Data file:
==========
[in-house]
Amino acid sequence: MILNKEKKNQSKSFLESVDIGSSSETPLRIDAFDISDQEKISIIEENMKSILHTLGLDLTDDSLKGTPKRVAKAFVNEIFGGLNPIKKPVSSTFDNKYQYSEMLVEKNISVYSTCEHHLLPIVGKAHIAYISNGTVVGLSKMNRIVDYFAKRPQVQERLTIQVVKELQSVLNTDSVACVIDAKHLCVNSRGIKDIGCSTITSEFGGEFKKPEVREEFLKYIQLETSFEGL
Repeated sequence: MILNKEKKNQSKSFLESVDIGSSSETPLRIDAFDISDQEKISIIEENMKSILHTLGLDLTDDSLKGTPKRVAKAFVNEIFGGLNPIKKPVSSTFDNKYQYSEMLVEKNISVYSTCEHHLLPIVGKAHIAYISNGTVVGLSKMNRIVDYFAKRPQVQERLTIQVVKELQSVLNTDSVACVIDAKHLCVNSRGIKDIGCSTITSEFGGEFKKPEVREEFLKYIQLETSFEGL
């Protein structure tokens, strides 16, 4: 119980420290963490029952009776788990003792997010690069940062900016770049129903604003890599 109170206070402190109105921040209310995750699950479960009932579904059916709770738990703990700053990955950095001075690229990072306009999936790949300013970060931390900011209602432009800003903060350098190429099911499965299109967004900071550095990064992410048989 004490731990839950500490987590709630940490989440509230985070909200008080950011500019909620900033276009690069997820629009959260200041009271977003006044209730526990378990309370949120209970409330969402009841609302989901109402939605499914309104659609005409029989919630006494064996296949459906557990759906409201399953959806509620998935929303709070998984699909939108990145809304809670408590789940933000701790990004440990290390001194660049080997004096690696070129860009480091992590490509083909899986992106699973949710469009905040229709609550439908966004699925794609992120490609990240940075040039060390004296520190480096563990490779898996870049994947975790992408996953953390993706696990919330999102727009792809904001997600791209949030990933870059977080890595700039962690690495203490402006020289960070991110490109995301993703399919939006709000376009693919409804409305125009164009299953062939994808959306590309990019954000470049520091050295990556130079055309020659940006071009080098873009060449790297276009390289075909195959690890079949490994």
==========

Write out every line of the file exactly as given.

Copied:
[in-house]
Amino acid sequence: MILNKEKKNQSKSFLESVDIGSSSETPLRIDAFDISDQEKISIIEENMKSILHTLGLDLTDDSLKGTPKRVAKAFVNEIFGGLNPIKKPVSSTFDNKYQYSEMLVEKNISVYSTCEHHLLPIVGKAHIAYISNGTVVGLSKMNRIVDYFAKRPQVQERLTIQVVKELQSVLNTDSVACVIDAKHLCVNSRGIKDIGCSTITSEFGGEFKKPEVREEFLKYIQLETSFEGL
Repeated sequence: MILNKEKKNQSKSFLESVDIGSSSETPLRIDAFDISDQEKISIIEENMKSILHTLGLDLTDDSLKGTPKRVAKAFVNEIFGGLNPIKKPVSSTFDNKYQYSEMLVEKNISVYSTCEHHLLPIVGKAHIAYISNGTVVGLSKMNRIVDYFAKRPQVQERLTIQVVKELQSVLNTDSVACVIDAKHLCVNSRGIKDIGCSTITSEFGGEFKKPEVREEFLKYIQLETSFEGL
């Protein structure tokens, strides 16, 4: 119980420290963490029952009776788990003792997010690069940062900016770049129903604003890599 109170206070402190109105921040209310995750699950479960009932579904059916709770738990703990700053990955950095001075690229990072306009999936790949300013970060931390900011209602432009800003903060350098190429099911499965299109967004900071550095990064992410048989 004490731990839950500490987590709630940490989440509230985070909200008080950011500019909620900033276009690069997820629009959260200041009271977003006044209730526990378990309370949120209970409330969402009841609302989901109402939605499914309104659609005409029989919630006494064996296949459906557990759906409201399953959806509620998935929303709070998984699909939108990145809304809670408590789940933000701790990004440990290390001194660049080997004096690696070129860009480091992590490509083909899986992106699973949710469009905040229709609550439908966004699925794609992120490609990240940075040039060390004296520190480096563990490779898996870049994947975790992408996953953390993706696990919330999102727009792809904001997600791209949030990933870059977080890595700039962690690495203490402006020289960070991110490109995301993703399919939006709000376009693919409804409305125009164009299953062939994808959306590309990019954000470049520091050295990556130079055309020659940006071009080098873009060449790297276009390289075909195959690890079949490994």